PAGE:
Anyway, would somebody 'translate' Jessica's joke? Or she can explain in class tomorrow. I would appreciate it. It is funny, once I realize that their is an alternate meaning, I cannot stop myself from seeing the both interpretations but before I am aware of the other possibility, I firmly believe that there is only one view... What does that say about the tendency to label?

Anyways, I will leave you will my own contribution to your collection of groan inducing jokes...

A brief pun (I think):

Two men walked into a bar. You think one would have ducked.


I hope this works...
Name: Carolyn (cdahlgre@brynmawr.edu)
Date: 04/13/2005 11:19
Link to this Comment: 14539

While reading Woolfe, especially during Orlando's time with the 'Gypsies' (the image/appreciation of nature), I was reminded of William Blake... and, seeing how Blake is one of my favorite poets and because it is beginning to be so nice outside, I decided to post a poem. The forum could use a little spring color... I hope this works, it is my first attempt to post a picture.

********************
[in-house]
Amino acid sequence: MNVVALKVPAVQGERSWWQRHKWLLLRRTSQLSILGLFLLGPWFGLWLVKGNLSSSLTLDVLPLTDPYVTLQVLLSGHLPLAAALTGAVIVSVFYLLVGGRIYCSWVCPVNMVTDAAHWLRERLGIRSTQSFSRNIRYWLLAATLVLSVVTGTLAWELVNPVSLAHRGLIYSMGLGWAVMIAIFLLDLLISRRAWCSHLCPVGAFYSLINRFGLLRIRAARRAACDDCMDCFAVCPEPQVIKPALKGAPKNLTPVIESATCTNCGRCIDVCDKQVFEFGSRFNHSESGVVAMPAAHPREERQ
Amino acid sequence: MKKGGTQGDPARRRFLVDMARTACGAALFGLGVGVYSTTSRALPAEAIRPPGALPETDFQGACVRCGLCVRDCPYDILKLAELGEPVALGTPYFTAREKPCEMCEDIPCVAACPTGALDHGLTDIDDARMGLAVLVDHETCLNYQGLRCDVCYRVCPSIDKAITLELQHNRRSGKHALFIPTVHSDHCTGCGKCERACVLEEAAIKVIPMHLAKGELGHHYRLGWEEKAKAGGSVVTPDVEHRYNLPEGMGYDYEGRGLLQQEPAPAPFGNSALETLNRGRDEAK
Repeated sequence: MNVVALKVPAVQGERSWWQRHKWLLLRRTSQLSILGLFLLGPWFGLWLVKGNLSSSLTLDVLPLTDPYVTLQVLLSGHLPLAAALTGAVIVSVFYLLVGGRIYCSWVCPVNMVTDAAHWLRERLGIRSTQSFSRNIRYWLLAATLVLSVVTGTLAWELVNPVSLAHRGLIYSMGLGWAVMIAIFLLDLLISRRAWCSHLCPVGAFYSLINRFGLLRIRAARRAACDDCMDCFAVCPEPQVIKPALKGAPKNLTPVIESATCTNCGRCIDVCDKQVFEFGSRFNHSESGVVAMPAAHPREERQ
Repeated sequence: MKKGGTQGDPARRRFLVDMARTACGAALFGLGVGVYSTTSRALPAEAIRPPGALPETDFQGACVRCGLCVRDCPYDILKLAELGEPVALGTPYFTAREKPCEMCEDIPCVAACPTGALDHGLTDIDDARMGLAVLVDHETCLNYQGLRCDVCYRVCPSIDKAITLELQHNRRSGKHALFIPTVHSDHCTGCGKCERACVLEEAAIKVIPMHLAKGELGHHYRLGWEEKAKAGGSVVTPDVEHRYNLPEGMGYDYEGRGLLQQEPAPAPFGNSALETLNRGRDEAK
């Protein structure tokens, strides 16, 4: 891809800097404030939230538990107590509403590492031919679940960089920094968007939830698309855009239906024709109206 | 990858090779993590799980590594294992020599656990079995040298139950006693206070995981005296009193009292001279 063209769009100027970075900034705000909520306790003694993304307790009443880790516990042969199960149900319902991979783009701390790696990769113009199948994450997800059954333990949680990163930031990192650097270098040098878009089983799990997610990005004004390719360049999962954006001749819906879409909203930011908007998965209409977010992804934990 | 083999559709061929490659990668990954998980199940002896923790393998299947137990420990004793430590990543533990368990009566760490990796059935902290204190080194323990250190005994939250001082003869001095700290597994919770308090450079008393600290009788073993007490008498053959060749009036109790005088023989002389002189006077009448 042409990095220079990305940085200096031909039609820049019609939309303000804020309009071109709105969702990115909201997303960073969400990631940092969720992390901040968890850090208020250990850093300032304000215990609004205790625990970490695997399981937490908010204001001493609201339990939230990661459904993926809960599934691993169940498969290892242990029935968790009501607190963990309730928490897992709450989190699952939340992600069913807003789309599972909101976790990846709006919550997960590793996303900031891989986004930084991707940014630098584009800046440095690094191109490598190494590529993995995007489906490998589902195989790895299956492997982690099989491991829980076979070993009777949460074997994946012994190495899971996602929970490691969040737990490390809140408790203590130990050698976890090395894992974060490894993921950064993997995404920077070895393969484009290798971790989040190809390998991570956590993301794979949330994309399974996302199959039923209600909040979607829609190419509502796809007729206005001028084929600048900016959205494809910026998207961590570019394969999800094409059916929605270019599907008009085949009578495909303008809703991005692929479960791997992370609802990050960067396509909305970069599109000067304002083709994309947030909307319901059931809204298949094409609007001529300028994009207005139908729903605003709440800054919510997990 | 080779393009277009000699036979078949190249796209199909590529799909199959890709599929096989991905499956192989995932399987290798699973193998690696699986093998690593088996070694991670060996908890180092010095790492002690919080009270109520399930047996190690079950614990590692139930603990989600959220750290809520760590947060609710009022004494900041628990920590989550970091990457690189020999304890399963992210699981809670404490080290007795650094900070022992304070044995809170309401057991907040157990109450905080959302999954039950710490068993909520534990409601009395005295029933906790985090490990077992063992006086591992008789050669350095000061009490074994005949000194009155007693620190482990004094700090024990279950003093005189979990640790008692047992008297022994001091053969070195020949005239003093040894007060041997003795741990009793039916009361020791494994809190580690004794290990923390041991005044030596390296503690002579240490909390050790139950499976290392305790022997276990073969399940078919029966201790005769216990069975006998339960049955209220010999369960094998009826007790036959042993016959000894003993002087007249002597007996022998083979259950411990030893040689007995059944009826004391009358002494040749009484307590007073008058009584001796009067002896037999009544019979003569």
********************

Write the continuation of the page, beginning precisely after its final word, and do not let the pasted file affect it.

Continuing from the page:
And I included my favorite poem... because (even if others don't see it) I find myself thinking back to it no matter what my stream of thought...

Taking William Blake further, I found this cool site which (not unlike this course) linked the humanities and the sciences together. Labyrinth (Minotaur), DNA, matter, spirit, dreams, the tree of life...

These concepts and images drew me back to a post that Anne did earlier in the semester. She wrote about Mobius Strips... in my mind, DNA has a very Mobius-like structure. What story is embedded in the structure of our DNA? A continuous story of genes and evolution, a catastrophic story of nucleic acids and mutations?